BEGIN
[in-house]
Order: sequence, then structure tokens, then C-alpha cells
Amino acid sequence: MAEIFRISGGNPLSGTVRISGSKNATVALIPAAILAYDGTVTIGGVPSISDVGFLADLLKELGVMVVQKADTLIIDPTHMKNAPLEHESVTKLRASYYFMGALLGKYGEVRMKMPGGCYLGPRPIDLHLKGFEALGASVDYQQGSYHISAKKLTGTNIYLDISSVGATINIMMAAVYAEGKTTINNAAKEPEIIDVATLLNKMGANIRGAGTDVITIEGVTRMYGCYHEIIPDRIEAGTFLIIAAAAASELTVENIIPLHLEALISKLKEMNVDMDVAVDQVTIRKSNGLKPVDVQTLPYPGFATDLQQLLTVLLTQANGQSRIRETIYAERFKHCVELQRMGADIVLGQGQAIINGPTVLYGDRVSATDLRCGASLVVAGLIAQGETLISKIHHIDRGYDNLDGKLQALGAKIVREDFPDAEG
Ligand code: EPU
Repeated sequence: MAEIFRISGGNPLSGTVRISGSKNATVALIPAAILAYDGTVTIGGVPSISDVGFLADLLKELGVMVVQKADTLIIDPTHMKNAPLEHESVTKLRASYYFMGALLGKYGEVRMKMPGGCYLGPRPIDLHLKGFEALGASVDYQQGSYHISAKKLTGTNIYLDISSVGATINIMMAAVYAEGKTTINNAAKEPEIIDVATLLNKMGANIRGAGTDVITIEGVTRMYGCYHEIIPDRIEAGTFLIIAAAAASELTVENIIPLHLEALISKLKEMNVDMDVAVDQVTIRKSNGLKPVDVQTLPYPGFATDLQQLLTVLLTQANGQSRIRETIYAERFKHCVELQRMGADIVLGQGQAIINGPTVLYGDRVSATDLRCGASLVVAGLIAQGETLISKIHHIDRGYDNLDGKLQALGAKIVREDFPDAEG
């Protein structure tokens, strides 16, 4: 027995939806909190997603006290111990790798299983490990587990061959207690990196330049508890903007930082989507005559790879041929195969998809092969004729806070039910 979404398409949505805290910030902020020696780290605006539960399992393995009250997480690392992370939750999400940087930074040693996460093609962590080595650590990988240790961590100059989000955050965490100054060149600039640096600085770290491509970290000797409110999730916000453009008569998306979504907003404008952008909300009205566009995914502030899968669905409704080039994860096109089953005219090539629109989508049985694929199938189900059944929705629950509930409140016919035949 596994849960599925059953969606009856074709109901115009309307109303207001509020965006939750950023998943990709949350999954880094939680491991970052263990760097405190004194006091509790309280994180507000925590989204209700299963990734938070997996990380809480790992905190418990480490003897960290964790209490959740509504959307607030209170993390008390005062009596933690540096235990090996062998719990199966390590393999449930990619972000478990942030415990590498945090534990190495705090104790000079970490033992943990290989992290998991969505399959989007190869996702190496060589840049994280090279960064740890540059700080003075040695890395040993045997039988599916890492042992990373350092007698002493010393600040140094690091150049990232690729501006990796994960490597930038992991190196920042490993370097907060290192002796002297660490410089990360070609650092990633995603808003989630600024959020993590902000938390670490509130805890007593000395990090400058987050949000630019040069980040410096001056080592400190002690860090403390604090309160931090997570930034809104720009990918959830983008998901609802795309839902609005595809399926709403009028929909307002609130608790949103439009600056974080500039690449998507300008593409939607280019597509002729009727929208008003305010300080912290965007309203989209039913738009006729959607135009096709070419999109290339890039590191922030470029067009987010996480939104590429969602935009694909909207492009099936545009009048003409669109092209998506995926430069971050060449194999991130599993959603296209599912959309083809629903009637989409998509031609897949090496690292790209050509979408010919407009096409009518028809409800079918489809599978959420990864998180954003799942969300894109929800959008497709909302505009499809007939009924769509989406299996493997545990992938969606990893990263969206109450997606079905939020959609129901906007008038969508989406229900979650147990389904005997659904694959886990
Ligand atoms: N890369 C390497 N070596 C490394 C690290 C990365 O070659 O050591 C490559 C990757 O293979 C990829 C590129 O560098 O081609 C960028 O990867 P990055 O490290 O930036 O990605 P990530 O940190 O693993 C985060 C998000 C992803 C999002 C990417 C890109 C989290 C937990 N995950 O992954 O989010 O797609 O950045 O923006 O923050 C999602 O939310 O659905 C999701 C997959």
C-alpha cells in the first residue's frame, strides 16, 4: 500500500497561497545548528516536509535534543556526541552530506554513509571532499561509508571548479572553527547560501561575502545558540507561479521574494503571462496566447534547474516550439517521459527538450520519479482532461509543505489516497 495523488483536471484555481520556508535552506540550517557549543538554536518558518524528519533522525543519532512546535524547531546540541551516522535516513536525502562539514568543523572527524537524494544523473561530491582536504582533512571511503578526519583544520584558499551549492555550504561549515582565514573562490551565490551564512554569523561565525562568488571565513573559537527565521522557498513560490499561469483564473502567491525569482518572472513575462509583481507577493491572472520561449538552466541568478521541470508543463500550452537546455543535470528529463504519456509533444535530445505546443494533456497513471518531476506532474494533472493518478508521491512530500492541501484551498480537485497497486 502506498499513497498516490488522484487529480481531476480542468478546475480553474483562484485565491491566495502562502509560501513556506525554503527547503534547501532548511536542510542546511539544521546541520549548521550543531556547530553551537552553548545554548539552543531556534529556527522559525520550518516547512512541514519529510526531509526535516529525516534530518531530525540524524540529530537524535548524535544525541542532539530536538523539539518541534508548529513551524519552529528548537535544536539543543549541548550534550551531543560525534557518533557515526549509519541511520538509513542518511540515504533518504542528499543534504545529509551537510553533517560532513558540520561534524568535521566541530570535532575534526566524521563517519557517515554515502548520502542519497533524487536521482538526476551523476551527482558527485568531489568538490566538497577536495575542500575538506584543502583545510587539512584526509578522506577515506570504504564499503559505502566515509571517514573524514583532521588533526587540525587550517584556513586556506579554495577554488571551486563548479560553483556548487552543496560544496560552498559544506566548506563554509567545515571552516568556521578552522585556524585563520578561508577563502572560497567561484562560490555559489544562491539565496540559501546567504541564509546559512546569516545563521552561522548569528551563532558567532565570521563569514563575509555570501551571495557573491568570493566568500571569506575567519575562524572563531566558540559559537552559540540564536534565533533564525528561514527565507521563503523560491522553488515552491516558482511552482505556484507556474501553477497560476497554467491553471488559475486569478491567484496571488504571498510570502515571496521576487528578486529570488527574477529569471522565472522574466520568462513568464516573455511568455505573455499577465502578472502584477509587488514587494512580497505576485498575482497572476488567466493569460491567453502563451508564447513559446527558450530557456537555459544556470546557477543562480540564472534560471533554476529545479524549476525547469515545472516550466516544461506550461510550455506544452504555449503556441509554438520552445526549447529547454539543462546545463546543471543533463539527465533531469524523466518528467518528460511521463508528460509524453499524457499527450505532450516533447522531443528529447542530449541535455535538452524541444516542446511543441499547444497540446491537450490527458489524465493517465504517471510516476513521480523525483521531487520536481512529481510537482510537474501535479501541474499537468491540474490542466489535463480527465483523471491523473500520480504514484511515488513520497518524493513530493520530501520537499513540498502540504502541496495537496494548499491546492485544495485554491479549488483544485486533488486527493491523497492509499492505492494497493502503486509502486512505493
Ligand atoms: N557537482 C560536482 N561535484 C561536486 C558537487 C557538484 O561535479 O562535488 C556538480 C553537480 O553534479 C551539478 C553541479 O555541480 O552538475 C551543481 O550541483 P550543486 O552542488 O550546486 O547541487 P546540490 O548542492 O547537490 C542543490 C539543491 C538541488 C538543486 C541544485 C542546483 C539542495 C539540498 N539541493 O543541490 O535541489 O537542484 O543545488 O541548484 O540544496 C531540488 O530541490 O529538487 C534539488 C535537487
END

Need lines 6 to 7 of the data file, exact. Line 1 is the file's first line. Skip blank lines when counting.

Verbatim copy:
């Protein structure tokens, strides 16, 4: 027995939806909190997603006290111990790798299983490990587990061959207690990196330049508890903007930082989507005559790879041929195969998809092969004729806070039910 979404398409949505805290910030902020020696780290605006539960399992393995009250997480690392992370939750999400940087930074040693996460093609962590080595650590990988240790961590100059989000955050965490100054060149600039640096600085770290491509970290000797409110999730916000453009008569998306979504907003404008952008909300009205566009995914502030899968669905409704080039994860096109089953005219090539629109989508049985694929199938189900059944929705629950509930409140016919035949 596994849960599925059953969606009856074709109901115009309307109303207001509020965006939750950023998943990709949350999954880094939680491991970052263990760097405190004194006091509790309280994180507000925590989204209700299963990734938070997996990380809480790992905190418990480490003897960290964790209490959740509504959307607030209170993390008390005062009596933690540096235990090996062998719990199966390590393999449930990619972000478990942030415990590498945090534990190495705090104790000079970490033992943990290989992290998991969505399959989007190869996702190496060589840049994280090279960064740890540059700080003075040695890395040993045997039988599916890492042992990373350092007698002493010393600040140094690091150049990232690729501006990796994960490597930038992991190196920042490993370097907060290192002796002297660490410089990360070609650092990633995603808003989630600024959020993590902000938390670490509130805890007593000395990090400058987050949000630019040069980040410096001056080592400190002690860090403390604090309160931090997570930034809104720009990918959830983008998901609802795309839902609005595809399926709403009028929909307002609130608790949103439009600056974080500039690449998507300008593409939607280019597509002729009727929208008003305010300080912290965007309203989209039913738009006729959607135009096709070419999109290339890039590191922030470029067009987010996480939104590429969602935009694909909207492009099936545009009048003409669109092209998506995926430069971050060449194999991130599993959603296209599912959309083809629903009637989409998509031609897949090496690292790209050509979408010919407009096409009518028809409800079918489809599978959420990864998180954003799942969300894109929800959008497709909302505009499809007939009924769509989406299996493997545990992938969606990893990263969206109450997606079905939020959609129901906007008038969508989406229900979650147990389904005997659904694959886990
Ligand atoms: N890369 C390497 N070596 C490394 C690290 C990365 O070659 O050591 C490559 C990757 O293979 C990829 C590129 O560098 O081609 C960028 O990867 P990055 O490290 O930036 O990605 P990530 O940190 O693993 C985060 C998000 C992803 C999002 C990417 C890109 C989290 C937990 N995950 O992954 O989010 O797609 O950045 O923006 O923050 C999602 O939310 O659905 C999701 C997959």